Corn has fallen under "technical" pressure as of late. The contract closed below the $5.00 level which could cause some psychological headwinds. A close below $4.80 remains a more longer-term concern and a level that has not been breached since early March. With the tensions in Ukraine taking more of a backseat the trade is left to focus more exclusively on the US crop. As we found out from the USDA this past , they are not yet concerned about yields or total acreage. In other words "total" US corn production remains at lofty levels and new-crop ending stocks at a burdensome 1.726 billion bushels. Without the geopolitical tail risk story, it becomes more essential for weather and more worrisome crop production headlines to fill the void. Right now that's just not the case. Demand is defiantly strong and is playing a good lead roll, but it still needs a supporting cast of bullish characters to keep the facade alive. Yes, the bulls can certainly argue there are some production areas in question, but on the flip side the bears can debate the argument by talking about more "total crop acres" needing to come into the equation and some areas seeing almost ideal early conditions. As you can see from the map we included below, a large portion of US corn growers made some significant gains in planting last week. The USDA now has 59% of the crop planted vs. most in the trade looking for a number closer to 55%. CLICK HERE for my daily report...
Lots of comparisons being made to the 2009 crop year: There are many sources in the trade talking about the early similarities of this crop year and the 2009 crop year. In 2009 the USDA estimated on May 10th that 48% of the US cron crop had been planted and on62% had been planted. As you can see this is fairly close to this years pace. The kicker is 2009 was the year we posted the record corn yield of nearly 165 bushels per acre.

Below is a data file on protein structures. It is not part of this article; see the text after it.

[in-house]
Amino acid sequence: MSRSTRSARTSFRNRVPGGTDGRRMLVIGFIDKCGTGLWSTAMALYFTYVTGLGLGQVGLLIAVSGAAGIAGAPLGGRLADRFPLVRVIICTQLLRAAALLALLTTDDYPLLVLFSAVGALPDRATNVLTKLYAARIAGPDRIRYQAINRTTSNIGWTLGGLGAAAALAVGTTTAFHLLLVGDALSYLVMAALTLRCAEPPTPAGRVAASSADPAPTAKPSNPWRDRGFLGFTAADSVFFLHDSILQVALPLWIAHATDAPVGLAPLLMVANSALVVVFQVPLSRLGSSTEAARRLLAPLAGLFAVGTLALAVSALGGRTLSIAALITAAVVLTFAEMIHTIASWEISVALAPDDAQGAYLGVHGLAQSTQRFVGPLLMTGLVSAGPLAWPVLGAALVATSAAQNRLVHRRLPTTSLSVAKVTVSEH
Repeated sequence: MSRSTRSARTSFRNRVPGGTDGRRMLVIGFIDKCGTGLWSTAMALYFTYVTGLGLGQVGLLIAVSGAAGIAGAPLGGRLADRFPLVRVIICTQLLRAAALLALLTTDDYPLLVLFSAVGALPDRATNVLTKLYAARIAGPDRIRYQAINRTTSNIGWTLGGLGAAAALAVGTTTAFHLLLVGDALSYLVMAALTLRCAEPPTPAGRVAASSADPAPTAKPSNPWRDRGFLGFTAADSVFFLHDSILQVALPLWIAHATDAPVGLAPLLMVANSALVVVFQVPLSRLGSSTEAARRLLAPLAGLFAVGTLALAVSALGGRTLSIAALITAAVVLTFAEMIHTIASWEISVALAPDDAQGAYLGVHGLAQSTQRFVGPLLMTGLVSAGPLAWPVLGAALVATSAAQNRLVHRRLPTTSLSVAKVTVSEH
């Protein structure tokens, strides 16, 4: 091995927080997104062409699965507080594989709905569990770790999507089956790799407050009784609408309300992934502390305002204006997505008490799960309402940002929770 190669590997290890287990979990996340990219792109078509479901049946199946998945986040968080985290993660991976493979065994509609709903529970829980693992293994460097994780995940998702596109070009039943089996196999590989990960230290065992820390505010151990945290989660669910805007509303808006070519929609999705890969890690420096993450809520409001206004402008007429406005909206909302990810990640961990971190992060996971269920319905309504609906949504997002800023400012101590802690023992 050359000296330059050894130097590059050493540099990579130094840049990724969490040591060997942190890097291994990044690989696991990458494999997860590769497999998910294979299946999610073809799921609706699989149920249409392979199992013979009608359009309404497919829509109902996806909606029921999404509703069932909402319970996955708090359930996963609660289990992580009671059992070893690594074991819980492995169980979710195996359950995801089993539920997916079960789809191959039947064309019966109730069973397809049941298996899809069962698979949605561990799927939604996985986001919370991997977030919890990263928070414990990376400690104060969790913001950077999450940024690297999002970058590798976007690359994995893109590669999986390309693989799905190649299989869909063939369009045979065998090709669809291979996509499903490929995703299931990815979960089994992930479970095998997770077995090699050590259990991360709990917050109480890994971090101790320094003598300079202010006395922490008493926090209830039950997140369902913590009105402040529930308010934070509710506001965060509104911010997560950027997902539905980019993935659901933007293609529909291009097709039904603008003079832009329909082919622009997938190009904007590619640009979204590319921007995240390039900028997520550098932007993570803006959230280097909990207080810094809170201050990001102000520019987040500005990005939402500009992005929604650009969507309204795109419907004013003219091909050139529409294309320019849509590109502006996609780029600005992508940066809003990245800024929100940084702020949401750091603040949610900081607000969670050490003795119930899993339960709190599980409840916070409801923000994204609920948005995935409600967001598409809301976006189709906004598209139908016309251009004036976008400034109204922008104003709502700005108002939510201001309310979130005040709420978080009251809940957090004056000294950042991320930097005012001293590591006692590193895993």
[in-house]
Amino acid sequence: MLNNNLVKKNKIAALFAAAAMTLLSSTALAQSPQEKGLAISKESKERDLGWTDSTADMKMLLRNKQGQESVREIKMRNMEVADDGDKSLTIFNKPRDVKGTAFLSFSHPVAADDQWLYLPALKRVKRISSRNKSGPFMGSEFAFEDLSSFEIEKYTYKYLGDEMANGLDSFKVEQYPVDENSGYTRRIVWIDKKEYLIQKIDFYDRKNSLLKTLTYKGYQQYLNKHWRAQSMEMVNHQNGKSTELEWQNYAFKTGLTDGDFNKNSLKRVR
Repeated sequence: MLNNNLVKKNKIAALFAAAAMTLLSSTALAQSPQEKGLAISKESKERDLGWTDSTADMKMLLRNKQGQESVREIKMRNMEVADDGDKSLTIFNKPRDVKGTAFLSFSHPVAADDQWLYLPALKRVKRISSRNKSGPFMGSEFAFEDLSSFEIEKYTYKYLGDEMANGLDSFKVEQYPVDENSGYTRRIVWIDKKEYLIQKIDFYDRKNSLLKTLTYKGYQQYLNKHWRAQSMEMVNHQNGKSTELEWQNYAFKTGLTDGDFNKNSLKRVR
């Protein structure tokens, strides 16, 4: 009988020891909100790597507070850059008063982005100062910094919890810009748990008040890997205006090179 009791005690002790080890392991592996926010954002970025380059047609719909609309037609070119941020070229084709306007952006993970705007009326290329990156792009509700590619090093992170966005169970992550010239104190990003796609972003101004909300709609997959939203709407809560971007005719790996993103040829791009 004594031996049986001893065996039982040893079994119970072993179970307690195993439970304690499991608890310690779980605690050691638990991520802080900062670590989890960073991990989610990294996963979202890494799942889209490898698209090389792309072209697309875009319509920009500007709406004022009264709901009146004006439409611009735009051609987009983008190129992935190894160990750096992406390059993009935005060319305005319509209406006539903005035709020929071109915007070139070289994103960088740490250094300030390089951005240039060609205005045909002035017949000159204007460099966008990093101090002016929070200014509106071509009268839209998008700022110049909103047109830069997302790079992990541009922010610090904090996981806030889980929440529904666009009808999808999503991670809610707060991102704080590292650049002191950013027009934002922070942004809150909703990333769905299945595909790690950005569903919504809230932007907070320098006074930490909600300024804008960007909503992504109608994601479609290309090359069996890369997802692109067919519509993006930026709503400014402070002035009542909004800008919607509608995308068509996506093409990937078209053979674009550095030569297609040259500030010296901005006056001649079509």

USDA's Corn Planting Pace Data:
- There is talk with the dry window in the forecast we could be at more than 80% planted by next Sunday's deadline. Which would basically be right in line with what the USDA likes to see.
- IA pours it on and gets 47% of their corn crop in the ground last week. Still has roughly 4 million acres left to plant.
- IN jumps from 23% planted to 61%; NE from 44% to 77%; OH from just 9% to 40%; IL from 43% toy 78%; CO from 35% to 64%
- ND was reported at just 3% planted. Could be a problem with "final" plant dates approaching towards the end of May. It is believe that ND still has a little over 2.5 million acres to plant.
- MN might be the most concerning with just 31% planted, meaning they still have around 5.9 million acres left to plant.
- Corn is now 18% emerged vs. just 5% emerged at this point last year. MN, ND and WI still showing 0% of the corn crop emerged. CLICK HERE for my daily report...